Protein modifications | Biomolecules | MCAT | Khan Academy
- Articles, Blog

Protein modifications | Biomolecules | MCAT | Khan Academy

– [Voiceover] After a
polypeptide chain is formed, it’s going to be folded into its secondary and tertiary structure
into a very specific 3D conformation or shape. And at this point, we can
start calling it a protein. But, this protein may not be ready to carry out its function just yet. There might be some additional
protein modifications that need to be made to this protein before it can be functional. And those are called
protein modifications. There are two different types
of protein modifications. The first type is co-translational modification. And that means that these are modifications or changes
that happen to the protein, or actually to the polypeptide while it’s being translated. Let’s say we have the ribosome right here and we have a polypeptide
that’s being formed. So these changes are going to happen while the polypeptide is being formed. An example of a
co-translational modification is acetylation. And what happens during acetylation is, the first amino acid in the polypeptide, which is usually methionine,
is going to be removed. And in its place we put an acetyl group. Let’s just draw an acetyl group. And acetylation happens to 80-90% of eukaryotic proteins. But the significance of this modification is not known very well, we’re actually trying to figure out what the purpose of this modification is. The other type of protein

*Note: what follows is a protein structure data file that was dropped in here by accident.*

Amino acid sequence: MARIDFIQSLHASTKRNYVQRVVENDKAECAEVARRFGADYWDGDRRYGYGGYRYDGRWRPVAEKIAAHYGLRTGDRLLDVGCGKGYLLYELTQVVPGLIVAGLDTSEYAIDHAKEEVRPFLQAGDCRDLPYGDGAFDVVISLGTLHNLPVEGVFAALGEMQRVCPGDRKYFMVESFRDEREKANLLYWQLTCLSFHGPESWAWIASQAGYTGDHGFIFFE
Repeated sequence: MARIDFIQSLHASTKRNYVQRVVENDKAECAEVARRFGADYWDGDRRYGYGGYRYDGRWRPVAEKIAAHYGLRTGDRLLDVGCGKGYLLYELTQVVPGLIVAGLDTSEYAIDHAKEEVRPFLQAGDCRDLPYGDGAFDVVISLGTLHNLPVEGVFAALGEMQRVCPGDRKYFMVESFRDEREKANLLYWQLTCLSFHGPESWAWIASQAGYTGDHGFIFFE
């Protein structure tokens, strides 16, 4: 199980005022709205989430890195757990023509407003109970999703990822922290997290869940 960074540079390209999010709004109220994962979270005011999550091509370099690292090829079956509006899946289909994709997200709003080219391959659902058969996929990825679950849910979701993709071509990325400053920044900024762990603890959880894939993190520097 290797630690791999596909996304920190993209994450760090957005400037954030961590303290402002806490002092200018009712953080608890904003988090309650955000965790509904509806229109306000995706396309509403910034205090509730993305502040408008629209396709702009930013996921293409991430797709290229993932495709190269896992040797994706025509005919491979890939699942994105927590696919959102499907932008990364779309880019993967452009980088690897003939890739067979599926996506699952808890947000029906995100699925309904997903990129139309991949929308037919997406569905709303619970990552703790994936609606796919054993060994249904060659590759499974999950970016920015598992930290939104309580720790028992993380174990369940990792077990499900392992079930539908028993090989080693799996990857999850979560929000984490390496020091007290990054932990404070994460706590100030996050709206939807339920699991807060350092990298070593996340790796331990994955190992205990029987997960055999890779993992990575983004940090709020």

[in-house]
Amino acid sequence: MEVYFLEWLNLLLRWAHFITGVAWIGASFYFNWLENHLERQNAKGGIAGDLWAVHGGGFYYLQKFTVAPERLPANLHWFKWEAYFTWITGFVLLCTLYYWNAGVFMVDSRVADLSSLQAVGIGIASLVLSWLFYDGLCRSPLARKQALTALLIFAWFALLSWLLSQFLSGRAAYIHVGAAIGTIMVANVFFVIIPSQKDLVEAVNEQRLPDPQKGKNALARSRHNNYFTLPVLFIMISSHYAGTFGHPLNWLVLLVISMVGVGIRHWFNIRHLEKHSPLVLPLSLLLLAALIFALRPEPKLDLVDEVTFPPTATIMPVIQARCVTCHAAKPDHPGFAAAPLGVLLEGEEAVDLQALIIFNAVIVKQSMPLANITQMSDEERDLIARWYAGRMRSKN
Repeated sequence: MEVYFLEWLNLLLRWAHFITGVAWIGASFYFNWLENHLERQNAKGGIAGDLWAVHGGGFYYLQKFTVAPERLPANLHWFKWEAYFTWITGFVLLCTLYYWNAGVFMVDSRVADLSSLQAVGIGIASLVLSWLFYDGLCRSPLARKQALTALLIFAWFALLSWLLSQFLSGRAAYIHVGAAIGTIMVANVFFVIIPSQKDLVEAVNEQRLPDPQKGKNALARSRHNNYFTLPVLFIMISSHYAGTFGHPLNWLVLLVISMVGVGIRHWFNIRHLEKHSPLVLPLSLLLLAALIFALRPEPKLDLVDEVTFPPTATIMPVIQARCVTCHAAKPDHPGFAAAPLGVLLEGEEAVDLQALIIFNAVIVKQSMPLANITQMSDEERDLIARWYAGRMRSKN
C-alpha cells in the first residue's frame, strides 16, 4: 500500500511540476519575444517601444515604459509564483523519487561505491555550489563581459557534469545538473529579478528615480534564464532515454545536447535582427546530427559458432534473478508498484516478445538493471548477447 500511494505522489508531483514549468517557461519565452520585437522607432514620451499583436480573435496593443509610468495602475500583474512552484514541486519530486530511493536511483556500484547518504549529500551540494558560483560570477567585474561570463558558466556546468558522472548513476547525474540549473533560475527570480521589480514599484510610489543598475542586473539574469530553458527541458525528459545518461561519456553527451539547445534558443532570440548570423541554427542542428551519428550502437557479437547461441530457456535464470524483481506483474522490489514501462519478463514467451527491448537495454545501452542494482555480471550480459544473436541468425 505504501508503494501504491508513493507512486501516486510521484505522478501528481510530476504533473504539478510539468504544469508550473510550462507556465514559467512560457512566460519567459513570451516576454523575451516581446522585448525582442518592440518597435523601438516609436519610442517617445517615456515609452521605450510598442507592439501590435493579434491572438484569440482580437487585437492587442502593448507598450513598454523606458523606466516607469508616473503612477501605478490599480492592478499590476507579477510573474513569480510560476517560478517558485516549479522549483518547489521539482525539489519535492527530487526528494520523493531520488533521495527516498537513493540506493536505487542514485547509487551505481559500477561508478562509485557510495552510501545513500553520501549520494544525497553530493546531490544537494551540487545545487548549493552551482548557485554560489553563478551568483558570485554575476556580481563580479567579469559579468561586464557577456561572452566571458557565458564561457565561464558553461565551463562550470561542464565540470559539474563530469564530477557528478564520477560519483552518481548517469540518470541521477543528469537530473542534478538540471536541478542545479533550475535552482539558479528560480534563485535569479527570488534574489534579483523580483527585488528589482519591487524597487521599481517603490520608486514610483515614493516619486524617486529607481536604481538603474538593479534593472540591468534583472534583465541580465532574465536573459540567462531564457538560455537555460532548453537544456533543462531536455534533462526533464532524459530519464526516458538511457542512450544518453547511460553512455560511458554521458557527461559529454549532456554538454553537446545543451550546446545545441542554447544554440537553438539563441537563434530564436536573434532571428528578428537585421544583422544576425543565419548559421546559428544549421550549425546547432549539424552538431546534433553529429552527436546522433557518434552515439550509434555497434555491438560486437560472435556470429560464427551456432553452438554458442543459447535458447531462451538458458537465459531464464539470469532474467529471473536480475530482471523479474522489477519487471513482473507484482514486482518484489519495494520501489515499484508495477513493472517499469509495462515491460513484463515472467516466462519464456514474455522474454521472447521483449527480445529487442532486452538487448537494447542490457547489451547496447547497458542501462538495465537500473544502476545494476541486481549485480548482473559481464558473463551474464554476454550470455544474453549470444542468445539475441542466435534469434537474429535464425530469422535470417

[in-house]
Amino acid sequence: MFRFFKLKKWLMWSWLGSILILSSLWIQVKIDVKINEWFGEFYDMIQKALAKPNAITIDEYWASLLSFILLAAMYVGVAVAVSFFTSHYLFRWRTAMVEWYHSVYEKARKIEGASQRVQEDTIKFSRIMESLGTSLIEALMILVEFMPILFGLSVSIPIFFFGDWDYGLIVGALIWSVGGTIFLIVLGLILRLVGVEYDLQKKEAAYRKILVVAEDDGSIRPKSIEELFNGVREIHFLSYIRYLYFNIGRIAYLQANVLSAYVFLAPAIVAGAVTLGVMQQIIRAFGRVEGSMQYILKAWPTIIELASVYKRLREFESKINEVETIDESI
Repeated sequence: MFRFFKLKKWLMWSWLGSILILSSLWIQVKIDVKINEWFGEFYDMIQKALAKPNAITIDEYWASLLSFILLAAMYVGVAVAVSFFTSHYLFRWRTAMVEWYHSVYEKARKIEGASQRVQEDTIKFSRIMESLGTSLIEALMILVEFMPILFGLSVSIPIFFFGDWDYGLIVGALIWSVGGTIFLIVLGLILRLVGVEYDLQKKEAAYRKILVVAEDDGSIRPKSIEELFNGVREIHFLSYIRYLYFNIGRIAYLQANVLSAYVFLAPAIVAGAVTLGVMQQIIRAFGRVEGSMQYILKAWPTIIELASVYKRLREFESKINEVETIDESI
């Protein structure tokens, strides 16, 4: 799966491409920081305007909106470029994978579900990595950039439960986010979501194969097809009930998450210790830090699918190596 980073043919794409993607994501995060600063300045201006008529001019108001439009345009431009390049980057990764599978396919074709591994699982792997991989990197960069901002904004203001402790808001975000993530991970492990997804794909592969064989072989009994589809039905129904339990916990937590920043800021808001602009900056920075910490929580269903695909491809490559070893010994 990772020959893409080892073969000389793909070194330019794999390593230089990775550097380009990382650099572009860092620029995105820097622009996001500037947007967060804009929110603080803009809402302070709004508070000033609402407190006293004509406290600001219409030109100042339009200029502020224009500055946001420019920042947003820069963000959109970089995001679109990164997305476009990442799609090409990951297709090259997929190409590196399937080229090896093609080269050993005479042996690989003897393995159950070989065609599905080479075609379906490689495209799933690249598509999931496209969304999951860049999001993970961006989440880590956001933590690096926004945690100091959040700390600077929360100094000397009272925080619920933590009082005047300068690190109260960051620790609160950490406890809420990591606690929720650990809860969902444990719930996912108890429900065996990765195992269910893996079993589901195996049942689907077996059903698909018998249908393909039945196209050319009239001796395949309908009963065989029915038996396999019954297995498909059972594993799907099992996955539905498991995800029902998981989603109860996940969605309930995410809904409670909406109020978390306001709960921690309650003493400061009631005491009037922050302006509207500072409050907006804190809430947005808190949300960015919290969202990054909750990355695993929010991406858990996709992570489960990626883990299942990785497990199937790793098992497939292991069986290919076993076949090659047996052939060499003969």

modification that happens is post-translational modification. And actually, most protein modifications fall into this category, and the examples we’re going to discuss in this video are all
post-translational modifications. And those modifications
happen after translation. Many post-translational modifications happen in the endoplasmic reticulum and the Golgi apparatus,
but not all of them. Let’s go through some examples. So the first
post-translational modification I want to talk about is glycosylation. Glycosylation, you can look at the word. The prefix “glyco” tells us that it has something to do with a carbohydrate. And so glycosylation is the adding of a carbohydrate to a protein. And most of the proteins in
this video are all in green. And glycosylation usually
happens to proteins that end up being embedded
in the cell membrane. So you can see here we
have a cell membrane and this protein embedded in it, and then there are these
carbohydrate groups attached. So here’s a carbohydrate group attached, and here’s another one. Glycosylation helps to identify